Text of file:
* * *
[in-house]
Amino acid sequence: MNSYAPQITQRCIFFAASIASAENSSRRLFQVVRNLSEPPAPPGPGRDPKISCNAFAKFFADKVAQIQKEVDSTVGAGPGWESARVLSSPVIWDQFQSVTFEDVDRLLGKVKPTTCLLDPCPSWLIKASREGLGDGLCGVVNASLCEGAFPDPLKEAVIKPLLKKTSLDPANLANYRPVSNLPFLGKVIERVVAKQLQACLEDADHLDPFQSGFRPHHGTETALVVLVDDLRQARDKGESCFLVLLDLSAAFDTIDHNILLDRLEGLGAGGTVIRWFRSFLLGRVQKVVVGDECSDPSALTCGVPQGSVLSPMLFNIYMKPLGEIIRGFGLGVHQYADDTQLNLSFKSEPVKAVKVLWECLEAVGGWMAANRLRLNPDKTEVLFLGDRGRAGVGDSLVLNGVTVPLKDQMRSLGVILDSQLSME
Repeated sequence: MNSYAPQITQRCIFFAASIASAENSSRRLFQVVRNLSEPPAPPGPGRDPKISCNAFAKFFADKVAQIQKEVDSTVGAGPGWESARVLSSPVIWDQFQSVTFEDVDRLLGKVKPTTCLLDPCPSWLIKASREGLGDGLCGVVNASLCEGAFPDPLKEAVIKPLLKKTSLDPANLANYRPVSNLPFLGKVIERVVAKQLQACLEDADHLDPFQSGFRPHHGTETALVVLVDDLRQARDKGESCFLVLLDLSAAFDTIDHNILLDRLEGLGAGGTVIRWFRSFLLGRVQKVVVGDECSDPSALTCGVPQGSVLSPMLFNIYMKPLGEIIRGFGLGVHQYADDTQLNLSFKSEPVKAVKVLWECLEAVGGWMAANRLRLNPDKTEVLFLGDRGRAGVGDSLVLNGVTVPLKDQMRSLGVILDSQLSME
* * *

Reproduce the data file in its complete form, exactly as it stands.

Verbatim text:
[in-house]
Amino acid sequence: MNSYAPQITQRCIFFAASIASAENSSRRLFQVVRNLSEPPAPPGPGRDPKISCNAFAKFFADKVAQIQKEVDSTVGAGPGWESARVLSSPVIWDQFQSVTFEDVDRLLGKVKPTTCLLDPCPSWLIKASREGLGDGLCGVVNASLCEGAFPDPLKEAVIKPLLKKTSLDPANLANYRPVSNLPFLGKVIERVVAKQLQACLEDADHLDPFQSGFRPHHGTETALVVLVDDLRQARDKGESCFLVLLDLSAAFDTIDHNILLDRLEGLGAGGTVIRWFRSFLLGRVQKVVVGDECSDPSALTCGVPQGSVLSPMLFNIYMKPLGEIIRGFGLGVHQYADDTQLNLSFKSEPVKAVKVLWECLEAVGGWMAANRLRLNPDKTEVLFLGDRGRAGVGDSLVLNGVTVPLKDQMRSLGVILDSQLSME
Repeated sequence: MNSYAPQITQRCIFFAASIASAENSSRRLFQVVRNLSEPPAPPGPGRDPKISCNAFAKFFADKVAQIQKEVDSTVGAGPGWESARVLSSPVIWDQFQSVTFEDVDRLLGKVKPTTCLLDPCPSWLIKASREGLGDGLCGVVNASLCEGAFPDPLKEAVIKPLLKKTSLDPANLANYRPVSNLPFLGKVIERVVAKQLQACLEDADHLDPFQSGFRPHHGTETALVVLVDDLRQARDKGESCFLVLLDLSAAFDTIDHNILLDRLEGLGAGGTVIRWFRSFLLGRVQKVVVGDECSDPSALTCGVPQGSVLSPMLFNIYMKPLGEIIRGFGLGVHQYADDTQLNLSFKSEPVKAVKVLWECLEAVGGWMAANRLRLNPDKTEVLFLGDRGRAGVGDSLVLNGVTVPLKDQMRSLGVILDSQLSME